The Federal Government on Wedesday countered an allegation made by the Governor of Edo State Godwin Obaseki that it printed N60bn to augment March allocation to States.
It described the allegation by Obaseki as untrue because it was not based on fact.
The Minister of Finance, Budget and National Planning, Zainab Ahmed, said during a chat with journalists after the weekly Federal Executive Council meeting that the claim by the Governor was false.
The Edo State governor had while speaking at the Edo Transition Committee Stakeholders’ Engagement claimed the Federation Account Allocation Committee, to be able to meet the revenue sharing to states for the month of March, had to print about N60bn more cash.
He had, during the same event, alleged that the Federal Government had been borrowing without a sustainable plan to sort out the nation’s debt load.
“The current price of crude oil is only a mirage. The major oil companies who are the ones producing are no longer investing much in oil. Shell is pulling out of Nigeria and Chevron is now one of the world’s largest investors in alternative fuel, so in another year or so, where will we find this money that we go to share in Abuja? “When we got FAAC for March, the federal government printed additional N50-N60 billion to top-up for us to share,” he said.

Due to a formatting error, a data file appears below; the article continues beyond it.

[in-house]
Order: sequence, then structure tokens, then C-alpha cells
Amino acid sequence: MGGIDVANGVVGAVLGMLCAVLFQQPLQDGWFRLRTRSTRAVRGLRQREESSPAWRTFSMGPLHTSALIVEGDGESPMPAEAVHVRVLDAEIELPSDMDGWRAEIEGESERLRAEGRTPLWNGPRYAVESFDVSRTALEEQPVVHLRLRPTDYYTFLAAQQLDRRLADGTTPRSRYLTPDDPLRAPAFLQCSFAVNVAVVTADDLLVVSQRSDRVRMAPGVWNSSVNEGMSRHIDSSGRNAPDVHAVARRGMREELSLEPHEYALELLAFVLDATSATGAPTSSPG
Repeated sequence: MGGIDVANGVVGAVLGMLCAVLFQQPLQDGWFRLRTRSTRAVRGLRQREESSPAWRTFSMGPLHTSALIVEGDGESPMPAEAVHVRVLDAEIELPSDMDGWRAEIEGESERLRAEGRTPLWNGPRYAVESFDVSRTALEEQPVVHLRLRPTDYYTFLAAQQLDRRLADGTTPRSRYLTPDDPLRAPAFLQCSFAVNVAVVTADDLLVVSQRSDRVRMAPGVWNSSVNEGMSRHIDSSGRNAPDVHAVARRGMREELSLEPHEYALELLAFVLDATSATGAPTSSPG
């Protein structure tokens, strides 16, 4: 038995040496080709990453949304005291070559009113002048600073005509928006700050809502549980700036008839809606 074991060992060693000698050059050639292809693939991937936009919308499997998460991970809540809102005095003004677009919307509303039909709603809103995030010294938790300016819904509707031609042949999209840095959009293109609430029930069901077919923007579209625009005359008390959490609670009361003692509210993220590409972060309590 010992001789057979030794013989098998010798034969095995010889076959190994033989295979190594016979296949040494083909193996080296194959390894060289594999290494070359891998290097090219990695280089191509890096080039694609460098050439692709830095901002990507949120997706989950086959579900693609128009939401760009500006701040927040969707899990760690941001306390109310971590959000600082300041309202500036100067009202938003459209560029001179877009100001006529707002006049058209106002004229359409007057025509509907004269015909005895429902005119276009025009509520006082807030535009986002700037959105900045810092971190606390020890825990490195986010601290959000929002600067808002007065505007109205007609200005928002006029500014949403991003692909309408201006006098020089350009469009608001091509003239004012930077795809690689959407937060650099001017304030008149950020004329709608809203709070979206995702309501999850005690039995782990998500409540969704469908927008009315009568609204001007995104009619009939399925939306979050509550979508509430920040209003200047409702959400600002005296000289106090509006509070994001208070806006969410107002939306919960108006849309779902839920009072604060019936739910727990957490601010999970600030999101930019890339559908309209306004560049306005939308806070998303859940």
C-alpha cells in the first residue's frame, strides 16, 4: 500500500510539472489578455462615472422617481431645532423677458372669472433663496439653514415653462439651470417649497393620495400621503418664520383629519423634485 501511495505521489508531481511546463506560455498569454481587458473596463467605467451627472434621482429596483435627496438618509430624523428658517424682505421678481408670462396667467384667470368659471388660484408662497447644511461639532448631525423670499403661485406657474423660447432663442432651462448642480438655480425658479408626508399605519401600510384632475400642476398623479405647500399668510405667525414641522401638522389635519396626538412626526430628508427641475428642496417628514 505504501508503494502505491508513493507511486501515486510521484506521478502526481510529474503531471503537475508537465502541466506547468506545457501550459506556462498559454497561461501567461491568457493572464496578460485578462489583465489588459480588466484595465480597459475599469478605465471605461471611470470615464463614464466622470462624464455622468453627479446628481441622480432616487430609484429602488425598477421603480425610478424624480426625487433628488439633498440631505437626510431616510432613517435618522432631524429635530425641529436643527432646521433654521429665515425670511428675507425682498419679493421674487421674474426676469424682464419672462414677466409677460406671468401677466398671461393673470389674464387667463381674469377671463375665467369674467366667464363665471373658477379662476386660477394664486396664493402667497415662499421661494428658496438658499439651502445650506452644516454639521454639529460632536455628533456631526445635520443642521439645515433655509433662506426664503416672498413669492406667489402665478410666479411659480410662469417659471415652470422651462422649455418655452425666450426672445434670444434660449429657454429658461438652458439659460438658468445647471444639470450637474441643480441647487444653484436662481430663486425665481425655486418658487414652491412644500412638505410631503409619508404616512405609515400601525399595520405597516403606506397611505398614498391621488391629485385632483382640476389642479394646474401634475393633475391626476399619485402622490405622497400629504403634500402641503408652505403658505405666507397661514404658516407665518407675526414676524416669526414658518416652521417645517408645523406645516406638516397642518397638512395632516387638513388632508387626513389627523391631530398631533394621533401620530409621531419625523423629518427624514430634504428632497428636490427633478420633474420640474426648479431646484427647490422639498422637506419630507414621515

But Ahmed deflated Obaseki’s claims saying, “The issue that has been raised by the Edo State Governor, for me, is very sad because it is not in a fact. What we distribute at FAAC is a revenue that is generated and in fact distribution revenue is a public information, we publish it.
“So it’s revenue generated by the FIRS, the Customs and the NNPC, that we distribute at FAAC. So it is not true to say we printed money to distribute at FAAC, it is not true,” she stressed.
Speaking to the issue of borrowing without a repayment plan, Ahmed said the nation’s debt profile remains within manageable realms, saying the plan for the country is basically to improve its revenue generation to take care of both debt servicing and running of government.
“On the issue of the borrowing, the Nigerian debt is still within sustainable limits. What we need to do, as I have said several times, is to improve our revenue to enhance our capacity to service, not only our debt obligations, but to service the needs of running government on day to day basis.
“So our debt, currently at about 23% to GDP, is at a very sustainable level. You can look at all the reports that you see from multilateral institutions, those facts are stated,” she said.